As you get into the mixing process it is important to really learn about compression and EQ. You also have to be aware of panning and how certain effects work. An engineer will never be able to get good at this if you don’t have the right equipment to listen back on. My process for mixing has always been first to mix the track on studio monitors, I started at first using Fostex Monitors but saw they were too bass-ey and I moved onto using M- Audio monitors at ear level. Once I completed a mix that way, I then re-listened using really good Sony noise cancelling headphones. I advise you own at least one pair of 50-150$ headphones to use for mixing. Once I got something I liked, I would check it out on multiple stereos. I have done some mastering on my own but at this point am still learning about the process and paying a mastering engineer to help with the finishing touches on all recordings. Hopefully this will be something I can do on my own in the future but as with everything it takes baby steps to make sure everything is getting done correctly.

If you are an indie rock artist I do advise that unless you are spending 10,000$ or more and using Sterling in NYC to master your record that there is rarely a difference between the cheaper mastering guys. I have used a guy in NYC who cost me a 1,000$ for a full length, I have used a guy who charged me 35$ a song and I have used a guy who charged me 50$ an hour and took 2 hours to master a record. I found the same result with all three so I now use the cheapest. I suggest trial and error to find someone you like and that understands that your first recordings at your home studio might need some extra love and attention to clean them up.

Recently Diana Nardolilli a solo artist and Mint 400 intern had this to say as she witnessed Mint 400 artist Joe Stroll and his project Future Fires tracking his debut album at The Forest Of Chaos:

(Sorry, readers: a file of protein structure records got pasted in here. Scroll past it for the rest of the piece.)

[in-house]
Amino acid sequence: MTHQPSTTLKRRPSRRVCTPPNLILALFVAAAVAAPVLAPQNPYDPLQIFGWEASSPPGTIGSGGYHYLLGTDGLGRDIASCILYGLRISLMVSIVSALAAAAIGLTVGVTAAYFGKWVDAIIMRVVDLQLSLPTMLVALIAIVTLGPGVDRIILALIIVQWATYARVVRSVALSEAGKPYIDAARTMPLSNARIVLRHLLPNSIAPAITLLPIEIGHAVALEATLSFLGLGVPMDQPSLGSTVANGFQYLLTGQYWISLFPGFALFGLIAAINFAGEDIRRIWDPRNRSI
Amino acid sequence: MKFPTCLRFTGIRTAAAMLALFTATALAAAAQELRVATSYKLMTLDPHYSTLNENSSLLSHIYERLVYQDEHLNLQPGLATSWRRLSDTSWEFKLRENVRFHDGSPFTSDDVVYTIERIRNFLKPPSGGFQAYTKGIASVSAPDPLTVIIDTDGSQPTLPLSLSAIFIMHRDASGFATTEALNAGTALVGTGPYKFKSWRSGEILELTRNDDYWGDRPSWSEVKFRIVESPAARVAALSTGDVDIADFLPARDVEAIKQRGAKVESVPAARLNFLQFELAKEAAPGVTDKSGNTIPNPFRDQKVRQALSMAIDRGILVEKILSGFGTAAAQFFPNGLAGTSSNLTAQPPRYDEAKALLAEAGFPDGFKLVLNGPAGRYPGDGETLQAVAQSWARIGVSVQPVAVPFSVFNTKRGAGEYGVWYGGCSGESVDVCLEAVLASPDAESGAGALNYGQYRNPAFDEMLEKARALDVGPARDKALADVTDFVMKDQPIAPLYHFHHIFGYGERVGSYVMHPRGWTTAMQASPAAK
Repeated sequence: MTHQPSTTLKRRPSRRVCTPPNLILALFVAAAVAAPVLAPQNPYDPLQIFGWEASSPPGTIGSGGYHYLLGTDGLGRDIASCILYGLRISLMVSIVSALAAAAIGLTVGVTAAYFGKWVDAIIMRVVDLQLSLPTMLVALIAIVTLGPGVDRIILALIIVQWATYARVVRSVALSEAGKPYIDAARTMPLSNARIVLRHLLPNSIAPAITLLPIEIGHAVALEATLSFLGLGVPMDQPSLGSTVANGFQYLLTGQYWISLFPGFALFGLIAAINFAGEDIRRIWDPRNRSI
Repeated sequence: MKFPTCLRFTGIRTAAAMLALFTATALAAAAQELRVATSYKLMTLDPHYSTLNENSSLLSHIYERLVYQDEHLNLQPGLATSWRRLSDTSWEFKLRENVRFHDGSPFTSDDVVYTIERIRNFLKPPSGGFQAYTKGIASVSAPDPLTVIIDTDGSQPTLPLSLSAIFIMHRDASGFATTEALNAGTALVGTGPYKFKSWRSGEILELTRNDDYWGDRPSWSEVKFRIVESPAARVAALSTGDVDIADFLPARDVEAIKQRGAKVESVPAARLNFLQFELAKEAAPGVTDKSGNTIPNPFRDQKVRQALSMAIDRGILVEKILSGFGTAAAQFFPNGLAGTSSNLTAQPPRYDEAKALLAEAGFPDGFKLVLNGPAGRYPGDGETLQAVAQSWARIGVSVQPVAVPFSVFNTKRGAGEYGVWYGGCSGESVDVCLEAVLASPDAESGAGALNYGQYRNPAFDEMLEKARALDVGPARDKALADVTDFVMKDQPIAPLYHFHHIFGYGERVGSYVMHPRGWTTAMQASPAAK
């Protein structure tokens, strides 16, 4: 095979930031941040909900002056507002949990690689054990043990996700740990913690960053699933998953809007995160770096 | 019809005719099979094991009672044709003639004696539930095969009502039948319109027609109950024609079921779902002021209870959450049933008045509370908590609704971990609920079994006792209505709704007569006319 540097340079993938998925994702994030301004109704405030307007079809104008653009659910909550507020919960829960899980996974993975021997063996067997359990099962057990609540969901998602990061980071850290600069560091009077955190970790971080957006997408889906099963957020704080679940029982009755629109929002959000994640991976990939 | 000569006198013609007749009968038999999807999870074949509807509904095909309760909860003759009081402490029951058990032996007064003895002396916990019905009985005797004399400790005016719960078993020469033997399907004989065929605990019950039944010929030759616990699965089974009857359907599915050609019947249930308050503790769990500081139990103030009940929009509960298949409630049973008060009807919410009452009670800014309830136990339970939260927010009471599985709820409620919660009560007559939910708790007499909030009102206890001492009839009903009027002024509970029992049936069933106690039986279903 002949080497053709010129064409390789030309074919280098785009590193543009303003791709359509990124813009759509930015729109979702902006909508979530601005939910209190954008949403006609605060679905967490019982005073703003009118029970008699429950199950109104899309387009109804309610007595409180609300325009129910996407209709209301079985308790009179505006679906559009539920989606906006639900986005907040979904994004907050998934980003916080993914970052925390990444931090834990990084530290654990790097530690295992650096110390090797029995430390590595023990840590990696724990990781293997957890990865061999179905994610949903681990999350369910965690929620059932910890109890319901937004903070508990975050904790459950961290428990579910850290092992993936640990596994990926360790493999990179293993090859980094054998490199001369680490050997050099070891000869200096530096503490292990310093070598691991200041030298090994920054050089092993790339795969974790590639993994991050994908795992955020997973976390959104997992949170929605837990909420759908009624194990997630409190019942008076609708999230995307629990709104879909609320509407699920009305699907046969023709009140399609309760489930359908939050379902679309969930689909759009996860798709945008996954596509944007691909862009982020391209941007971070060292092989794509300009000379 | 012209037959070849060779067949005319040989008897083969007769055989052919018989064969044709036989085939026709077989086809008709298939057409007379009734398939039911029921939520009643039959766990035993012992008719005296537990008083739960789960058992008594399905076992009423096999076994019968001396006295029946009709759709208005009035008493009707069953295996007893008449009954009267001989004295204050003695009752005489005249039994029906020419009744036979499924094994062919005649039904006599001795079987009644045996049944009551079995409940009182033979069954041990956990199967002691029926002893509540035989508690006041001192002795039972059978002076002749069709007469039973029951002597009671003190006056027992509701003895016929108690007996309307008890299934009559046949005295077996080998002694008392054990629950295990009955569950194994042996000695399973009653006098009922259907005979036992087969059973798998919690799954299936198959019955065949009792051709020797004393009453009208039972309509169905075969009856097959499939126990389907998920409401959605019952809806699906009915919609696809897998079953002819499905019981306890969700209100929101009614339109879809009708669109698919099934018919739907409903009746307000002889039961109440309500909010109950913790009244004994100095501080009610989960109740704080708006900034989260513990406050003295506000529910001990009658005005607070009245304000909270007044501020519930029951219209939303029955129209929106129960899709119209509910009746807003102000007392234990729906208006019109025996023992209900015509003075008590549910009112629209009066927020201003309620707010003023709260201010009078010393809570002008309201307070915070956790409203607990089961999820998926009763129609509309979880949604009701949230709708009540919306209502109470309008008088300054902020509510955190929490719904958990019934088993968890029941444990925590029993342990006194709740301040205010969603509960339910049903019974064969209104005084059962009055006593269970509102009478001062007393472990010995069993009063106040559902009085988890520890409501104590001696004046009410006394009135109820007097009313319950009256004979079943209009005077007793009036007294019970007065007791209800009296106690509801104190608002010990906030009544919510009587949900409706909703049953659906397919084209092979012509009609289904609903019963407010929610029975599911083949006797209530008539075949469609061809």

"In the past years, new audio technology and software have made it easier than ever to record music without paying large amounts of money to record in a professional studio. Those who are up to date with advances in music technology are most likely aware of the growing trend of home studios. However, for someone such as myself who had never really looked into recording music, the ease of a home studio and the technology involved, I found very eye opening."

Industry veteran, AJ Tobey of Bank Robber Music, had this to say about his listening experience with tracks produced by Neil Sabatino at The Forest of Chaos:

“It's funny, some people spend all this money in big studios trying to create a "raw, home recorded" sound, and Mint 400 Records have figured out that you can achieve the same high quality music, with the realness that many bands strive for, by recording in an actual basement on less expensive gear.”

As Mint 400 Records, a New Jersey Indie label, moves forward we are always interested in keeping costs way down in order to be able to do this for many years to come. The focus on building this home studio has been to benefit all of the local bands on the label and for our bands around the world we are offering this information freely as they build their own home studios so they can be as prolific as possible. This trend in home studios would benefit anyone who is looking to record their own band or start their own label. Why pay someone 10,000$ for an indie sounding record when you can buy all the gear for under 5,000$ and make a comparable sounding record with just a little research. The new shape of the music industry has everything to do with DIY and learning to do things without the outside world telling you it’s only good once you put X amount of dollars into it.

My studio, lovingly titled The Forest Of Chaos by Sam Carradori the bass player of Fairmont (based on a painting she made), is a place I built out of love for music. The studio is a necessity for someone like me who wants to record constantly all year long. I want to record my band, my side projects, other bands and their side projects and I don’t want to see anyone break the bank or hold off on writing because they have no way to record it. The Forest Of Chaos & Mint 400 Records will be the face of what future labels will look like. As technology gets better and cheaper there will be no reason for labels to constantly lose money on expensive albums. It will also even the playing field for the small guy just trying to make records, the same small guys who 20 years ago had to save up for a year and sell their car or a kidney in order to make a record. is an independently published music fanzine covering punk, alternative, ska, techno and garage music, focusing on New Jersey and the Tri-State area. For the past 30 years, the Jersey Beat music fanzine has been the authority on the latest upcoming bands and a resource for all those interested in rock and roll.